10+ Projects for Teens and Pre-Teens

  1. Project Linus–Grab a blanket kit (or two) from your local craft retailer and your fabric scissors.  Transform the two pieces of fabric into a warm and cozy blanket that can be donated to a child in crisis.  If you can tie a knot, you can make a blanket!
  2. Cut out Shoes for Sole Hope–Do you have old jeans laying around your house?  Order a shoe party kit from Sole Hope and turn those jeans into future shoes for children in Uganda.
  3. Animal Shelter–Contact your local SPCA and Humane Society to see if they have any projects that you and your family can participate in.  Click Here for some suggestions from our local branch.
  4. Dignity Bags–Making Dignity Bags for a local homeless shelter is one of my favorite service projects to do with kids. All of the bags included necessary items to help with hygiene and comfort. Homeless shelters do not always have feminine products available and teens can make bags that contain these items. Click HERE for more information.
  5. Bagged Lunches for the Homeless–Making bagged lunches for the homeless is a great project for teens. Contact your local homeless shelter to see if there is a good day for you to donate bagged lunches. Make sure to take some time to decorate the paper bags with uplifting messages and drawings. We have also written notes with sharpie on the bananas.
  6. Trail Clean up–Many local organizations are looking for volunteers to help with upkeep and cleaning up of their trails. My husband and son recently volunteered with a group near us to clear out the bittersweet and repaint trail markers. Trail Finder is a great website to find local trails. The group/organization that manages the trail is often listed at the bottom. Contact them to see how you can volunteer.
  7. Nursing home Penpal-Contact your local nursing home to see if there are any residents interested in being a pen pal with your child. This is a great way to encourage your child to practice their letter writing and also form a relationship with an elder. If it is safe to do so, plan a visit to see your child’s pen pal. Click HERE for more nursing home service projects.
  8. Trash Pick Up–Our streets, parks and beaches are littered with trash, especially those of us who just had the snow melt.  Grab some gloves and trash bags and head out to pick up trash with your kids.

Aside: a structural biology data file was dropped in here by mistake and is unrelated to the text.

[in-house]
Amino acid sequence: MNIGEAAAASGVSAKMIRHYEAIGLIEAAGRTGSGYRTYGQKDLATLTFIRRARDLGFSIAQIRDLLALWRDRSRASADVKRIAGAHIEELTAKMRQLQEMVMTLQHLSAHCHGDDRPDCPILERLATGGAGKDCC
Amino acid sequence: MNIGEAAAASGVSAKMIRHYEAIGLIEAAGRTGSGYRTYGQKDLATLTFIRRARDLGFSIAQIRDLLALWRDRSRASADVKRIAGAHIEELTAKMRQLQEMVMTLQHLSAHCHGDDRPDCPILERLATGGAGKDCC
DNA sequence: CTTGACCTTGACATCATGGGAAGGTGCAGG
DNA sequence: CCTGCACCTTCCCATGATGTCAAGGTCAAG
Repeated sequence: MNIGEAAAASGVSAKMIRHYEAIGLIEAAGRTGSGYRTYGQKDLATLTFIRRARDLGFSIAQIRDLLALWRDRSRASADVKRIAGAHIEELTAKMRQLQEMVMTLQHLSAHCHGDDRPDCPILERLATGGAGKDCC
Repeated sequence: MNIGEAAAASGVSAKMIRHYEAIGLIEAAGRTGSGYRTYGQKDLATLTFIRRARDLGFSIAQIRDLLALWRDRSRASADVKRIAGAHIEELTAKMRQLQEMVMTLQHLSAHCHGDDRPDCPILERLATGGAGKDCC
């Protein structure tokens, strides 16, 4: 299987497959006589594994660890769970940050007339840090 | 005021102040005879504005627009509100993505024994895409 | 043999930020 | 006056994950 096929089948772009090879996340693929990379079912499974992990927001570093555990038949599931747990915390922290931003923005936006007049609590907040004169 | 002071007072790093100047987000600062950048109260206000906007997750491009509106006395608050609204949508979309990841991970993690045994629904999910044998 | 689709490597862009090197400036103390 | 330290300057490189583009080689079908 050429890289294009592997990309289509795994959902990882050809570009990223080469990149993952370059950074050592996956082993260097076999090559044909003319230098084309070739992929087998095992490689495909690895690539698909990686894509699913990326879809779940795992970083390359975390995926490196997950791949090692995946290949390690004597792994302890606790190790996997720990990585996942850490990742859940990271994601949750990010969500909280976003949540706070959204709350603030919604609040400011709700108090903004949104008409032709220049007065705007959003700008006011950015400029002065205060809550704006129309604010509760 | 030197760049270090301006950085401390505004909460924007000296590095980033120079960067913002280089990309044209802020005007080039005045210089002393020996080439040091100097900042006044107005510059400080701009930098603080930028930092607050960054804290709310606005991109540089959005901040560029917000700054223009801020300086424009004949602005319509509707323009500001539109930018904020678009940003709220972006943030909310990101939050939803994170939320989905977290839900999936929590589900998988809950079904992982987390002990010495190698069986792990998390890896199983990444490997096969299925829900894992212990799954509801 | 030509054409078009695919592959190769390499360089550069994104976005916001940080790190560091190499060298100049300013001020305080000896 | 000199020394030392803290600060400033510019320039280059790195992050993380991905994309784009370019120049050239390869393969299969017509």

9. Military Holiday Card Challenge–The Military Holiday Card Challenge has sent over 500,000 cards. The deadline to send in your cards is Halloween but there is no reason why you can’t get started on them now.  Put on some holiday music, get out the paper and markers and spread some holiday cheer to our military with a holiday card that thanks them for all of their hard work and sacrifice. Check out their website for card guidelines.
  10. Write a Thank You Note–-Have you thanked your parent or care giver lately?  Have you thanked your teacher, your coach, bus driver or librarian for all they do for you? Did you recently receive a gift?  EVERYONE loves mail!  Bless one or more people in your life with a card or note thanking them for all they do to help and support you.  Thank you notes are a lost art and it is an important way to teach our children about gratitude.


  1. Project Dollar Store–This is one of our most favorite activities! The mission is to put together baggies with $1 dollar bills and messages of love.  Spread them all over the dollar store with out being detected.  Drive away with love in your hearts. Click HERE for more information.
  2. Kindness Jar–The Kindness Jar is a great family activity. The jar contains slips of paper with ideas for kind deeds that your family can do. It is a great go to when you and you kids are in the mood to spread some kindness. Click HERE to learn more and for our FREE printable.
  3. Project Seeds of Kindness–The mission for this project is simple: Create simple Seeds of Kindness to help brighten the day of the people you meet when you are out and about in the world. Click HERE to learn more about this special project.
  4. Project Food Drive–Food banks get the bulk of their donations in November and December and thus the spring and summer months can be pretty sparse. Helping your kids to organize a Food Drive is a great activity to help them serve their community. Click HERE for more information.

Other Service Project Ideas by Age

Leave a Reply

Fill in your details below or click an icon to log in:

WordPress.com Logo

You are commenting using your WordPress.com account. Log Out /  Change )

Facebook photo

You are commenting using your Facebook account. Log Out /  Change )

Connecting to %s